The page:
Third, the DNA of organisms that are alive today both confirms the two observations noted above and makes them more nuanced and richer. The differences between human and chimpanzee DNA are small, while the differences between human DNA and that in bacteria are dramatically larger. Because DNA changes accumulate over time, the changes can be used to project into the past to look for common ancestors. The observations based on DNA similarities match very well with those from rocks and fossils.

Unlike gravity, of course, the discussion of evolution is clouded by religious beliefs that seem to conflict with the observations. Genesis and Darwin are not easily reconciled, and divine intervention and scientific observation represent very different concepts. Humans are very good at compartmentalizing their beliefs, accepting the science that develops a drug or creates wi-fi, yet denying the science that explains our origins billions of years ago. However, hidden assumptions about the continuity of time lie behind all observations. As you read this page, it could be that the universe was just created, and that we came nicely equipped with memories and histories.

What Darwin did was to provide a framework to understand how life unfolded through a process of descent with modification, mediated by the influence of natural selection to weed out the least fit: evolution. Darwin of course supported his theory with huge numbers of observations, recorded on his famous trips.

Climate change differs from evolution and gravitation because it leads to calls for social or governmental action—evolution has not led to demands that we restrict our driving or that we levy carbon taxes.

What is really going on? The story is messier than those above.

Most scientists studying climate change agree that:

• The earth’s surface has gotten significantly and steadily warmer over the last century.

• Human activity causes much of this by generating heat-trapping carbon dioxide (CO2).

• Continuation of global warming will cause severe and destructive climate change, with drastic consequences for human habitation.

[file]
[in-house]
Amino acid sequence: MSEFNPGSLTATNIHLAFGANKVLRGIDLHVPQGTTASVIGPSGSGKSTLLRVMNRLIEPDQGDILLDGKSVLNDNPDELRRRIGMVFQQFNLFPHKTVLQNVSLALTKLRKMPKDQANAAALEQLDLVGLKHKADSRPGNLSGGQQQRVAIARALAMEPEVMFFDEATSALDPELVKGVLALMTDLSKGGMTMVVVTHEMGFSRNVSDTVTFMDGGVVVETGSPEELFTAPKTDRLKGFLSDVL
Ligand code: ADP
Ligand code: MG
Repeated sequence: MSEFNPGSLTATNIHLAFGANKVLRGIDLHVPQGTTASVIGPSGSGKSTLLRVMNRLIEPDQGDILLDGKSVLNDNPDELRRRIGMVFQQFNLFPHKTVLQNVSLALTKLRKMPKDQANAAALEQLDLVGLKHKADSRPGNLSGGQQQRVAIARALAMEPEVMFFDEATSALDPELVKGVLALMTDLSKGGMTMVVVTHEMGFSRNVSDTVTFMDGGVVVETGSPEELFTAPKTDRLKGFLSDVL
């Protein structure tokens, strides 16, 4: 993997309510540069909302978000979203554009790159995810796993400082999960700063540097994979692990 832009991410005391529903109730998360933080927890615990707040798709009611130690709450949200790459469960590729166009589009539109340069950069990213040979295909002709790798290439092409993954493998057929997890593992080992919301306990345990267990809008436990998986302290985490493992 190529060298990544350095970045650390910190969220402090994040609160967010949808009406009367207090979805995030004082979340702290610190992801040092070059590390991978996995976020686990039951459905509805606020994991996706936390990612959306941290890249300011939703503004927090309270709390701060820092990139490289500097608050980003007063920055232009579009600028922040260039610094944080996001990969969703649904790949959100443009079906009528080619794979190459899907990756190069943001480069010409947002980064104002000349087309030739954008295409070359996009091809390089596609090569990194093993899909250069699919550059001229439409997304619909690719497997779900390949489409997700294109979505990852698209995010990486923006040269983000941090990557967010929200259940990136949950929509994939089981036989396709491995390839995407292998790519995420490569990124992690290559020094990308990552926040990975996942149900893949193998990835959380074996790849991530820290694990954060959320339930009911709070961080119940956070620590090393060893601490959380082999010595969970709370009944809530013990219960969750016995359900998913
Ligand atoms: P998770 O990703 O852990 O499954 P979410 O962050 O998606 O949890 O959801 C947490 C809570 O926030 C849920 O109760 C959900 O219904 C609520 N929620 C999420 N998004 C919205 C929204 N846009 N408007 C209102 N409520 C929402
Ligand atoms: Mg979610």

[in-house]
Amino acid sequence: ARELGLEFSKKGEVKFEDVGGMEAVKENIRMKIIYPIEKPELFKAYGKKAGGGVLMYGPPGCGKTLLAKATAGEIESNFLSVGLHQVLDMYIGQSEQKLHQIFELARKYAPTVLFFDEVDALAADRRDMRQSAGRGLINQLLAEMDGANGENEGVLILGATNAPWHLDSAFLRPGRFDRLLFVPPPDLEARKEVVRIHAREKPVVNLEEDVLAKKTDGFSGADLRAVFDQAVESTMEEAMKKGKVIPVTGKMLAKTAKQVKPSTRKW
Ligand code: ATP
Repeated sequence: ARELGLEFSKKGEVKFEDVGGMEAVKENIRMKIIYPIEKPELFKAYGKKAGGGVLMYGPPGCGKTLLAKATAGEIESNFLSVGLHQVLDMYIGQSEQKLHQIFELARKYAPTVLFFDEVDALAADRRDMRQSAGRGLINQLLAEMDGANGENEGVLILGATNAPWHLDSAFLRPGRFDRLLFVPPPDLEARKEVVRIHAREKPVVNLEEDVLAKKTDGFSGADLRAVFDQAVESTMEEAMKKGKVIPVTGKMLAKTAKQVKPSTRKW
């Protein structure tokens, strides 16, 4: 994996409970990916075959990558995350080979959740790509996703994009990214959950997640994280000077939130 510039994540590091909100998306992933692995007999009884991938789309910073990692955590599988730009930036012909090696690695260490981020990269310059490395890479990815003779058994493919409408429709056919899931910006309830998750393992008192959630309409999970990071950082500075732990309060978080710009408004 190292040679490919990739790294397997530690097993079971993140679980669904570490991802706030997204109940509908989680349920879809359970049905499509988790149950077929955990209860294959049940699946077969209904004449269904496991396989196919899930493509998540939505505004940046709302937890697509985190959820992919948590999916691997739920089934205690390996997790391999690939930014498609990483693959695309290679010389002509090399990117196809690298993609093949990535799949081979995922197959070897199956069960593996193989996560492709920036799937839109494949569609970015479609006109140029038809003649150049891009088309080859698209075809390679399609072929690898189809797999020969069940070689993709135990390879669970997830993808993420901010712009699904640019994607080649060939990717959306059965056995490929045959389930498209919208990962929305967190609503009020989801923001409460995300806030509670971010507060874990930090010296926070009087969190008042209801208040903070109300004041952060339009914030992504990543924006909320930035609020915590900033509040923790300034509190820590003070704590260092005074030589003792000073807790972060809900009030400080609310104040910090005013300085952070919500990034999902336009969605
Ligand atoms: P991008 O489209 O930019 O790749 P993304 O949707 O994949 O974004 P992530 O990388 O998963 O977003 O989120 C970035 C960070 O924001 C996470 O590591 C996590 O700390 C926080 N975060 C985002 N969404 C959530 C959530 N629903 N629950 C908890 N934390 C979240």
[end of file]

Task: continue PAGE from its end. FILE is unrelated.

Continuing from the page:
Very few seriously dispute the first conclusion. Air temperatures are without doubt on an upward trend, even though there are a lot of small peaks and valleys in the graphs. A more stable source of temperature information is the oceans, where the heat deposited has been going up steadily and ominously.

The second point is more controversial but is backed both by “falling cup” observations and computer models. The earth is truly a giant greenhouse, and carbon dioxide has to have the same effect on the large scale as it does on the small. In addition, historical records of atmospheric CO2 levels have been obtained from air bubbles trapped in glaciers thousands of years ago. These levels parallel the comings and goings of glaciation.

Clearly there are residual issues of whether CO2 causes warming, is merely associated with warming, or both. Are there factors we have missed, or factors like variation in the sun’s warming, that could be contributing in ways that we do not assess correctly? The full story is nuanced and complex.

The last conclusion belongs to the realm of prediction. It is based on extrapolations of existing trends and sophisticated computer simulations. It also represents the interface of science and society and government. What do we believe? How do we take action? If you are serious about thinking through these issues, these are the two places that need the work. Unfortunately, the impartial information you need is not so easy to come by.

Eaton Lattman, PhD, is director of the Hauptman Woodward Research Institute.This column is one of an occasional series exploring news about science and technology in and around Buffalo.